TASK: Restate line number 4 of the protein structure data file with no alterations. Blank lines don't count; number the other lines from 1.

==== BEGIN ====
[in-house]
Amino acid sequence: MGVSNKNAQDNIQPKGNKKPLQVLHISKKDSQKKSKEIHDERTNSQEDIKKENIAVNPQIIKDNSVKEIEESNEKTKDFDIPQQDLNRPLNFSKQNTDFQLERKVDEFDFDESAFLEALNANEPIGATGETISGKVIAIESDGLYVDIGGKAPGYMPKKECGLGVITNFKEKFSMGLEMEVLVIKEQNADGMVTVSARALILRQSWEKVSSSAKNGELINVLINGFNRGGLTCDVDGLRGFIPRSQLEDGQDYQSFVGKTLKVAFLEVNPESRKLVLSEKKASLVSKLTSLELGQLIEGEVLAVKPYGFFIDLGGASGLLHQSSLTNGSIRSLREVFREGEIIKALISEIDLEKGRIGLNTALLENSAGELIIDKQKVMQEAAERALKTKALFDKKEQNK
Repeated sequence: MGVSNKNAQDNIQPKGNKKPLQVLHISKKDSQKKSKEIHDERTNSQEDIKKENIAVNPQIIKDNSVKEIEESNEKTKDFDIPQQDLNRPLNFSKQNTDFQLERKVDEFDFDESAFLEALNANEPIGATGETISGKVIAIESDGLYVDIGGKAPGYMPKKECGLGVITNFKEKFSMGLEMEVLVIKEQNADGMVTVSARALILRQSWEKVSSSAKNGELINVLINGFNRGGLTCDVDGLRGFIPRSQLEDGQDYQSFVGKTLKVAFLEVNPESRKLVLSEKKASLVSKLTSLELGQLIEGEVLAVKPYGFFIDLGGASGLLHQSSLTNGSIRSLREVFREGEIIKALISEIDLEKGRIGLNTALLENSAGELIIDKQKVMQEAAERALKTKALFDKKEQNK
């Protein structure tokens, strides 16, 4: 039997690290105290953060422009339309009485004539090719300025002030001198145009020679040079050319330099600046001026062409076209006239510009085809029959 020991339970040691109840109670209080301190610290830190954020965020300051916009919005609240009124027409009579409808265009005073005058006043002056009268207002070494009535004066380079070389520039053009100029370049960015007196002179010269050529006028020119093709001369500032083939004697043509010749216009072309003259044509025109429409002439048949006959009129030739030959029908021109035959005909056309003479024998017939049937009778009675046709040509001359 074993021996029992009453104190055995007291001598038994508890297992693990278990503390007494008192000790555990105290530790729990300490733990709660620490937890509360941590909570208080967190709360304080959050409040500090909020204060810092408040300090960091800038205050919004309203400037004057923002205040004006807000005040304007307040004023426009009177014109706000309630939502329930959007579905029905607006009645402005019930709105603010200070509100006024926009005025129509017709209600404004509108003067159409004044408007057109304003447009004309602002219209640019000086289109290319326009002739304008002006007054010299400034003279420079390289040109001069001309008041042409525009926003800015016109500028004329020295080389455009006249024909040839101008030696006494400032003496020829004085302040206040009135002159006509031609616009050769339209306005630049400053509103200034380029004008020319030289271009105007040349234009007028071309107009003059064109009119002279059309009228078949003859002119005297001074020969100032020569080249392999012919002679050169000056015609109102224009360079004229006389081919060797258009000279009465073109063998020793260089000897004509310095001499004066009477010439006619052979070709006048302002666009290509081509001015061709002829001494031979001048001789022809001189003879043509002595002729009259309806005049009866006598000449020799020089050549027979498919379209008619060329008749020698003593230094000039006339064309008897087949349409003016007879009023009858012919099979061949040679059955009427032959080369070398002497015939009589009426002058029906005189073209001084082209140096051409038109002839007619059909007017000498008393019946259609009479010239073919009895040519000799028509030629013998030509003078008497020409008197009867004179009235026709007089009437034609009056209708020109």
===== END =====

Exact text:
């Protein structure tokens, strides 16, 4: 039997690290105290953060422009339309009485004539090719300025002030001198145009020679040079050319330099600046001026062409076209006239510009085809029959 020991339970040691109840109670209080301190610290830190954020965020300051916009919005609240009124027409009579409808265009005073005058006043002056009268207002070494009535004066380079070389520039053009100029370049960015007196002179010269050529006028020119093709001369500032083939004697043509010749216009072309003259044509025109429409002439048949006959009129030739030959029908021109035959005909056309003479024998017939049937009778009675046709040509001359 074993021996029992009453104190055995007291001598038994508890297992693990278990503390007494008192000790555990105290530790729990300490733990709660620490937890509360941590909570208080967190709360304080959050409040500090909020204060810092408040300090960091800038205050919004309203400037004057923002205040004006807000005040304007307040004023426009009177014109706000309630939502329930959007579905029905607006009645402005019930709105603010200070509100006024926009005025129509017709209600404004509108003067159409004044408007057109304003447009004309602002219209640019000086289109290319326009002739304008002006007054010299400034003279420079390289040109001069001309008041042409525009926003800015016109500028004329020295080389455009006249024909040839101008030696006494400032003496020829004085302040206040009135002159006509031609616009050769339209306005630049400053509103200034380029004008020319030289271009105007040349234009007028071309107009003059064109009119002279059309009228078949003859002119005297001074020969100032020569080249392999012919002679050169000056015609109102224009360079004229006389081919060797258009000279009465073109063998020793260089000897004509310095001499004066009477010439006619052979070709006048302002666009290509081509001015061709002829001494031979001048001789022809001189003879043509002595002729009259309806005049009866006598000449020799020089050549027979498919379209008619060329008749020698003593230094000039006339064309008897087949349409003016007879009023009858012919099979061949040679059955009427032959080369070398002497015939009589009426002058029906005189073209001084082209140096051409038109002839007619059909007017000498008393019946259609009479010239073919009895040519000799028509030629013998030509003078008497020409008197009867004179009235026709007089009437034609009056209708020109």